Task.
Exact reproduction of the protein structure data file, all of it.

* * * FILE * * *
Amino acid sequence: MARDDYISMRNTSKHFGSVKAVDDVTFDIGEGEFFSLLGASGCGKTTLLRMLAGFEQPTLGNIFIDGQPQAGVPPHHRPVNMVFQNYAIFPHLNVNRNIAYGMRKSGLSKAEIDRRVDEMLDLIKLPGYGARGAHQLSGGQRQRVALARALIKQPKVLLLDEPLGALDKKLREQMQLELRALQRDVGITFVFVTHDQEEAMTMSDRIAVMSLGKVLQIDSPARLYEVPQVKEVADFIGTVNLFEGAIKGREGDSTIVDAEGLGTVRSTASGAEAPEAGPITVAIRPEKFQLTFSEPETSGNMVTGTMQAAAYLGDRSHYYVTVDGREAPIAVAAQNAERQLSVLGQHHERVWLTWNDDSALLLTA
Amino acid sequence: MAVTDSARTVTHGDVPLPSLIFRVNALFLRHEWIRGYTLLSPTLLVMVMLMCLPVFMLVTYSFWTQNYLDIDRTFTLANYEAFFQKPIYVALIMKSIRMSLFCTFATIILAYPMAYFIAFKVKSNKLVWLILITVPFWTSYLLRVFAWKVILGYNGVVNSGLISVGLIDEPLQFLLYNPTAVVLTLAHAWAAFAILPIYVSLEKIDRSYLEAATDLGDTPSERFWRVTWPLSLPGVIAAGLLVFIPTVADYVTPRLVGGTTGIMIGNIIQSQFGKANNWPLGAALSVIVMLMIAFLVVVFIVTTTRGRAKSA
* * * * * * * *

Amino acid sequence: MARDDYISMRNTSKHFGSVKAVDDVTFDIGEGEFFSLLGASGCGKTTLLRMLAGFEQPTLGNIFIDGQPQAGVPPHHRPVNMVFQNYAIFPHLNVNRNIAYGMRKSGLSKAEIDRRVDEMLDLIKLPGYGARGAHQLSGGQRQRVALARALIKQPKVLLLDEPLGALDKKLREQMQLELRALQRDVGITFVFVTHDQEEAMTMSDRIAVMSLGKVLQIDSPARLYEVPQVKEVADFIGTVNLFEGAIKGREGDSTIVDAEGLGTVRSTASGAEAPEAGPITVAIRPEKFQLTFSEPETSGNMVTGTMQAAAYLGDRSHYYVTVDGREAPIAVAAQNAERQLSVLGQHHERVWLTWNDDSALLLTA
Amino acid sequence: MAVTDSARTVTHGDVPLPSLIFRVNALFLRHEWIRGYTLLSPTLLVMVMLMCLPVFMLVTYSFWTQNYLDIDRTFTLANYEAFFQKPIYVALIMKSIRMSLFCTFATIILAYPMAYFIAFKVKSNKLVWLILITVPFWTSYLLRVFAWKVILGYNGVVNSGLISVGLIDEPLQFLLYNPTAVVLTLAHAWAAFAILPIYVSLEKIDRSYLEAATDLGDTPSERFWRVTWPLSLPGVIAAGLLVFIPTVADYVTPRLVGGTTGIMIGNIIQSQFGKANNWPLGAALSVIVMLMIAFLVVVFIVTTTRGRAKSA